How to get rid of mitochondria: crosstalk and regulation of multiple mitophagy pathways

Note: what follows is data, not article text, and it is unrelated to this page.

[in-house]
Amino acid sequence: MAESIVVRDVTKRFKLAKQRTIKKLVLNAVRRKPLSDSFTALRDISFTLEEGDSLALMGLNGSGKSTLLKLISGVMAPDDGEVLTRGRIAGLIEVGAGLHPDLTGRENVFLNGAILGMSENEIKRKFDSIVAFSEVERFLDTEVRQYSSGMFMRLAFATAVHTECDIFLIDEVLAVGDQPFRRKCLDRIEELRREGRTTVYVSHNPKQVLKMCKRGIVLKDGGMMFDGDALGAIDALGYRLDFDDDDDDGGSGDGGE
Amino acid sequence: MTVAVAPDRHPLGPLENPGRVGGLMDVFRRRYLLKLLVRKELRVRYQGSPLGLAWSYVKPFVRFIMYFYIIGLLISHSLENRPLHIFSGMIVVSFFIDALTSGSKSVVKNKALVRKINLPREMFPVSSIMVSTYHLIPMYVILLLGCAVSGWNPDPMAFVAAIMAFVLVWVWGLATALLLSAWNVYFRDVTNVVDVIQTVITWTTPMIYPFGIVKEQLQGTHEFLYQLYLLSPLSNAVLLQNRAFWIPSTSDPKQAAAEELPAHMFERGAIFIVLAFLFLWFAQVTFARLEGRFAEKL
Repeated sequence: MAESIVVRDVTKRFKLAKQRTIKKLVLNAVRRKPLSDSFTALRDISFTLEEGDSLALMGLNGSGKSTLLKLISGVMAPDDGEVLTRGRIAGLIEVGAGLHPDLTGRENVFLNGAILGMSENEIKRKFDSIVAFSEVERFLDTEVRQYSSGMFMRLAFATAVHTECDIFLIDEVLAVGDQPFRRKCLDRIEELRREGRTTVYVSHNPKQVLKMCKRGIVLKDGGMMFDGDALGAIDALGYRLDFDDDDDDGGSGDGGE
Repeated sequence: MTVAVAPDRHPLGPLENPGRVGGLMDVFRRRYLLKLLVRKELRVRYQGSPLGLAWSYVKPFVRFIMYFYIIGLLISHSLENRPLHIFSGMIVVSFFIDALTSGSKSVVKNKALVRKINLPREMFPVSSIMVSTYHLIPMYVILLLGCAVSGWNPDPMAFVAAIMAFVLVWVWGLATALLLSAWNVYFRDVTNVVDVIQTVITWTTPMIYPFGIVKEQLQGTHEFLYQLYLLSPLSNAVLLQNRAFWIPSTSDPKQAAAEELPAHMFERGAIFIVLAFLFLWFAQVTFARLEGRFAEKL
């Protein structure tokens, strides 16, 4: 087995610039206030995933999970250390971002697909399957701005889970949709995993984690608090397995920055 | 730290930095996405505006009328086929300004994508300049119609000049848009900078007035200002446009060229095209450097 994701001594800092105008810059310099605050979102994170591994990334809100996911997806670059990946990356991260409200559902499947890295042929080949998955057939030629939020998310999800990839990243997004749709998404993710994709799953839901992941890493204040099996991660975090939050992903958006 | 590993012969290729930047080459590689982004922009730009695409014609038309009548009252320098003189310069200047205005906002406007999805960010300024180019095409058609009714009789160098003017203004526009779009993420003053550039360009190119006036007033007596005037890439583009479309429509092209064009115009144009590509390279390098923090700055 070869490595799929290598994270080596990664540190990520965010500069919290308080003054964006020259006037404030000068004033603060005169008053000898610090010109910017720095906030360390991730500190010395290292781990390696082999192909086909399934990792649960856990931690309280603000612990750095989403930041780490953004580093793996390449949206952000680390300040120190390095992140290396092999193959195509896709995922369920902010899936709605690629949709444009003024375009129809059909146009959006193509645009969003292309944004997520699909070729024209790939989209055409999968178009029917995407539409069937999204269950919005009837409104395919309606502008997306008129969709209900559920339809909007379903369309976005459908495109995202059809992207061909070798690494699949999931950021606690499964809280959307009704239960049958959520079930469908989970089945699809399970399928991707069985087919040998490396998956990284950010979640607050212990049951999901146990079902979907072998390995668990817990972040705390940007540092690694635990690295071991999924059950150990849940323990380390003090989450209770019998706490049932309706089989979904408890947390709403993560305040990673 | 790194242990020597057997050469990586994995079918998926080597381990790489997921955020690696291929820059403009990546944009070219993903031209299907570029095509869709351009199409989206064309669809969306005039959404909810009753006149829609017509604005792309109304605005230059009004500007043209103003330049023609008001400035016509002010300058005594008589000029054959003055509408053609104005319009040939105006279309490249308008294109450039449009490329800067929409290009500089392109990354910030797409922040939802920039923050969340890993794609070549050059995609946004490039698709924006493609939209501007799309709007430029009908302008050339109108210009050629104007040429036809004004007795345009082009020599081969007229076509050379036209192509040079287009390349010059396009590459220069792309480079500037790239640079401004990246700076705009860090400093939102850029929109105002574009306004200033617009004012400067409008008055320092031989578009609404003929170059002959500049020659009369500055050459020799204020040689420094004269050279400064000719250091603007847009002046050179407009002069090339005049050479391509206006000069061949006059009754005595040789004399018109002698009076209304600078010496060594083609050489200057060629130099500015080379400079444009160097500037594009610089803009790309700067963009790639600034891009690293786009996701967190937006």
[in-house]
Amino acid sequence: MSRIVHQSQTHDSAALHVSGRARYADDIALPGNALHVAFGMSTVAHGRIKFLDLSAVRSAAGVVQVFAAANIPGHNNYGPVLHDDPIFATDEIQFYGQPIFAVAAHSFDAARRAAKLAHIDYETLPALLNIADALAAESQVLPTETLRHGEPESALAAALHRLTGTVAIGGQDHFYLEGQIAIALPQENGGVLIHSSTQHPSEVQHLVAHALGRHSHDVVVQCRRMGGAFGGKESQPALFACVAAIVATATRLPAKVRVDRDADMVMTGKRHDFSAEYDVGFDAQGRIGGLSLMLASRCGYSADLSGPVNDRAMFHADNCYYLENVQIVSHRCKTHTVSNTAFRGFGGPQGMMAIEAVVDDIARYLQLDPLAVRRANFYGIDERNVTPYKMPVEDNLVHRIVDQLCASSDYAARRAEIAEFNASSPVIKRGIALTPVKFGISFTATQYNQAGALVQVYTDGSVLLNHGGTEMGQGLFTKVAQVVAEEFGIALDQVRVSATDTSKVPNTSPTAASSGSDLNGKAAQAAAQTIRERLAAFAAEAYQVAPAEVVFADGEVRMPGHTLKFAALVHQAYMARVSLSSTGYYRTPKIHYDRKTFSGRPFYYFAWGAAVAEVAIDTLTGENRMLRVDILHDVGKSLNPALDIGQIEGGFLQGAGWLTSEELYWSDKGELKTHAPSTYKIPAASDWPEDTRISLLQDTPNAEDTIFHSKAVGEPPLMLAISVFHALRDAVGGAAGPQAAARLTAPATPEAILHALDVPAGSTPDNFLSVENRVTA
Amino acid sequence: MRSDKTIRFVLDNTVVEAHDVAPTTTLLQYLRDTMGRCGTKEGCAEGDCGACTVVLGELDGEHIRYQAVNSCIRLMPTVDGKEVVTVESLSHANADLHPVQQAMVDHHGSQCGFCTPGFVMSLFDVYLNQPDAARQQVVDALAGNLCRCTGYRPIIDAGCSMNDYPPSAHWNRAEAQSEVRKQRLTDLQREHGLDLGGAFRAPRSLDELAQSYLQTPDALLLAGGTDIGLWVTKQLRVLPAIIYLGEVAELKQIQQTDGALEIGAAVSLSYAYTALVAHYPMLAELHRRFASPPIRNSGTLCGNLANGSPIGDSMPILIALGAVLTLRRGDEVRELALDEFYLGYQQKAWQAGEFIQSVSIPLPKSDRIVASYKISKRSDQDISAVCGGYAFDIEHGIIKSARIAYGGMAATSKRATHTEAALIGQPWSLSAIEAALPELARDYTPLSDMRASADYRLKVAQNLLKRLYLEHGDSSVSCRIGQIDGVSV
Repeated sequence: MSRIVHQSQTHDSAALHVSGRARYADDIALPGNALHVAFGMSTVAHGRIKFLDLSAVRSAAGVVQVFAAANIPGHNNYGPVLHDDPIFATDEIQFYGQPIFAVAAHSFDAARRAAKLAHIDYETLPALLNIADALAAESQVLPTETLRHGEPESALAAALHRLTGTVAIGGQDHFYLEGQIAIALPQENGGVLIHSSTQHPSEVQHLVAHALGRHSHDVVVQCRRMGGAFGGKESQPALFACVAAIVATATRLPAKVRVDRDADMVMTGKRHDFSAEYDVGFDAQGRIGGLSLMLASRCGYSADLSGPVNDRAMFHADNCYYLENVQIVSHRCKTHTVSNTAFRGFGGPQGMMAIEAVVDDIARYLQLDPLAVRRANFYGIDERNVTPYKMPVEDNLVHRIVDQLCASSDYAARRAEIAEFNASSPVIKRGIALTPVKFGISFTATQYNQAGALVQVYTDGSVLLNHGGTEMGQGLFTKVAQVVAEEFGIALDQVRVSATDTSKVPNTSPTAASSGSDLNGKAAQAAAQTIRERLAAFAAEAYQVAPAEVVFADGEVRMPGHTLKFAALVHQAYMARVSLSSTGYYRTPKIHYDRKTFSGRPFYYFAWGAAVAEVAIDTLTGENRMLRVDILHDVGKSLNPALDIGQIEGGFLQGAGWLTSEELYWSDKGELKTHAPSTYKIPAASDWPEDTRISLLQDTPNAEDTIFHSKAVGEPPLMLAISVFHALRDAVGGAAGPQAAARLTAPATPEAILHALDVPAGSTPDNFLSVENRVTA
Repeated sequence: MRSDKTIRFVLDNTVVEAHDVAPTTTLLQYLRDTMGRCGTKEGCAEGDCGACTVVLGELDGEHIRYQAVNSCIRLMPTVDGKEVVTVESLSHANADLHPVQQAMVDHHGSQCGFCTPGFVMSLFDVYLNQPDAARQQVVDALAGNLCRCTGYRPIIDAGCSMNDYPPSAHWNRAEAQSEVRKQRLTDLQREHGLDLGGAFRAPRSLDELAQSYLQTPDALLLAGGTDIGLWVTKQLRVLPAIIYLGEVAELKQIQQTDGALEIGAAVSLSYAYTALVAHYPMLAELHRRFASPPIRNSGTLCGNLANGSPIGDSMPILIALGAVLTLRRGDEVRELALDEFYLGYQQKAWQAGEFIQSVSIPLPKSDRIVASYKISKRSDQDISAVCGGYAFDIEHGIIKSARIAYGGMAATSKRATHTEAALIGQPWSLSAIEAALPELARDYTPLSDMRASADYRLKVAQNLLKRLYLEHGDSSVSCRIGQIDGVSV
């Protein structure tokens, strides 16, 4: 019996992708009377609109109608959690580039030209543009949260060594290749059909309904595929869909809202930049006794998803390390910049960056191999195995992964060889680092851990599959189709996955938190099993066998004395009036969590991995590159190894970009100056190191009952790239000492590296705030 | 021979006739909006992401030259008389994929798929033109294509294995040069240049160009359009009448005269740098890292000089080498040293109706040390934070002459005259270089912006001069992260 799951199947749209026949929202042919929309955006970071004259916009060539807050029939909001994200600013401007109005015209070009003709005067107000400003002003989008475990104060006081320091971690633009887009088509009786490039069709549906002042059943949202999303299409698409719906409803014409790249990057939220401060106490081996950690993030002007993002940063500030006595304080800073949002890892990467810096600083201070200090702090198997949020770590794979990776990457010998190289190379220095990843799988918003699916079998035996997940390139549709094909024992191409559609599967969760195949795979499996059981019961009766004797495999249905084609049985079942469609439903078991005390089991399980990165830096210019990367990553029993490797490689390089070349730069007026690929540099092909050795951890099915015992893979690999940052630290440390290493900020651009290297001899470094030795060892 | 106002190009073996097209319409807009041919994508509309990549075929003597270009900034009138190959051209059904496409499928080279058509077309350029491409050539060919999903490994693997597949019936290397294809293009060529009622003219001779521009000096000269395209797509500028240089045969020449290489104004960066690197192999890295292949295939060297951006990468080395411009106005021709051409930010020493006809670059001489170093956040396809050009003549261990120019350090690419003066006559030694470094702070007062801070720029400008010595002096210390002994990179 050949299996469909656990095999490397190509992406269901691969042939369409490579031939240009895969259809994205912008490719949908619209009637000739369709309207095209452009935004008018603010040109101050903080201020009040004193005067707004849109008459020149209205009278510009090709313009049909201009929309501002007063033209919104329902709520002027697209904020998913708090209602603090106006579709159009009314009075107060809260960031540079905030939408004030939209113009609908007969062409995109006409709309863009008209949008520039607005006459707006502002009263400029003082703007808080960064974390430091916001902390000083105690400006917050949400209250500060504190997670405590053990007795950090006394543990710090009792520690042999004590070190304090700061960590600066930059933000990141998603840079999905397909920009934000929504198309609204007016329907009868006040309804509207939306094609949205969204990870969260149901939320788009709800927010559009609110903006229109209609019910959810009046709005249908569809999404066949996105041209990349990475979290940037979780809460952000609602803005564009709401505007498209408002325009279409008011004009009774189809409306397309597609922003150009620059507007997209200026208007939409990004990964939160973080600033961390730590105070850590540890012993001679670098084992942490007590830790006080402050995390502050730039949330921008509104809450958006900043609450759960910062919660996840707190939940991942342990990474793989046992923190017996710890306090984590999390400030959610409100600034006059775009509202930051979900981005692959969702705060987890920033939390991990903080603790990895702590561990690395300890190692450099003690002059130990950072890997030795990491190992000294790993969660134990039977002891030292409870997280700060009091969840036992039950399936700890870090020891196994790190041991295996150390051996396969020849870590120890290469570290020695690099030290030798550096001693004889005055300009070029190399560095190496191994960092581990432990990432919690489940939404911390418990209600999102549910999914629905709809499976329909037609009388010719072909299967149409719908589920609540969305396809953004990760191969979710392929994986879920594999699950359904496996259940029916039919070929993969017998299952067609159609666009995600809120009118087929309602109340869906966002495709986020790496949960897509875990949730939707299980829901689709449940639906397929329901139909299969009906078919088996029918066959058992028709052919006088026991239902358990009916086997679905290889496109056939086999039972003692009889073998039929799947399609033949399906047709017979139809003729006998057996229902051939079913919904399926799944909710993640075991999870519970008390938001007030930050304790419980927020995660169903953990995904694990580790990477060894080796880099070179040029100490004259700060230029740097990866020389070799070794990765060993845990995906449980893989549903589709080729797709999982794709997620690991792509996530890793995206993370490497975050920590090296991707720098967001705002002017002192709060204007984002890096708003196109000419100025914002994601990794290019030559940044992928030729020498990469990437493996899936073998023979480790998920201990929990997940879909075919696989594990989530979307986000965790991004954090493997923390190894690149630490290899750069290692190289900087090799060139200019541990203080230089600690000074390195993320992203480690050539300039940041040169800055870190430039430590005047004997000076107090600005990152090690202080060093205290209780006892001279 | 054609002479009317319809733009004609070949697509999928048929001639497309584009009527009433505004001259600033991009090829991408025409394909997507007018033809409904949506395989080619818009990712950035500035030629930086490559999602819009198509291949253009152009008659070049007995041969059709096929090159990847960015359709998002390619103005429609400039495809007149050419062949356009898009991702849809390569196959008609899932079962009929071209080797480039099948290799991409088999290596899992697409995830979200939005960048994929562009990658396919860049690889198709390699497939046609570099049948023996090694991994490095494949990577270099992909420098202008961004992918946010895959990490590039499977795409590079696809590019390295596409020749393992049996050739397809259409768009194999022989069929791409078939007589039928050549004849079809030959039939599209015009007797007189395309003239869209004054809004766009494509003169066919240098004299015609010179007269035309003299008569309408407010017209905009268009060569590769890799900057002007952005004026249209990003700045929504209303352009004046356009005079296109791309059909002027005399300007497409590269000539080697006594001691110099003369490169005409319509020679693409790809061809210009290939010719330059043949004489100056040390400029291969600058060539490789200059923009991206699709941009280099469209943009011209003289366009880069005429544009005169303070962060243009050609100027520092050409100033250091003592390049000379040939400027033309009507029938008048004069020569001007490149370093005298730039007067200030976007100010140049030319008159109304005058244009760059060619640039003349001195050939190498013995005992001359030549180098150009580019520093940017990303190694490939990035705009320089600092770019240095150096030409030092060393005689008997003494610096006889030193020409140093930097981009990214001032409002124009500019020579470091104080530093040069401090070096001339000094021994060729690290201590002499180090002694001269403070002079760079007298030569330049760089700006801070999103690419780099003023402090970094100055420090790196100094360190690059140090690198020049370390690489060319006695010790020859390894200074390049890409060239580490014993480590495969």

Mitochondria are indispensable cellular organelles providing ATP and numerous other essential metabolites to ensure cell survival. Reactive oxygen species (ROS), which are formed as side reactions during oxidative phosphorylation or by external agents, induce molecular damage in mitochondrial proteins, lipids/membranes and DNA. To cope with this and other sorts of organellar stress, a multi-level quality control system exists to maintain cellular homeostasis. One critical level of mitochondrial quality control is the removal of damaged mitochondria by mitophagy. This process utilizes parts of the general autophagy machinery, e.g. for the formation of autophagosomes but also employs mitophagy-specific factors. Depending on the proteins utilized mitophagy is divided into receptor-mediated and ubiquitin-mediated mitophagy. So far, at least seven receptor proteins are known to be required for mitophagy under different experimental conditions. In contrast to receptor-mediated pathways, the Pink-Parkin-dependent pathway is currently the best characterized ubiquitin-mediated pathway. Recently two additional ubiquitin-mediated pathways with distinctive similarities and differences were unraveled. We will summarize the current state of knowledge about these multiple pathways, explain their mechanism, and describe the regulation and crosstalk between these pathways. Finally, we will review recent evidence for the evolutionary conservation of ubiquitin-mediated mitophagy pathways.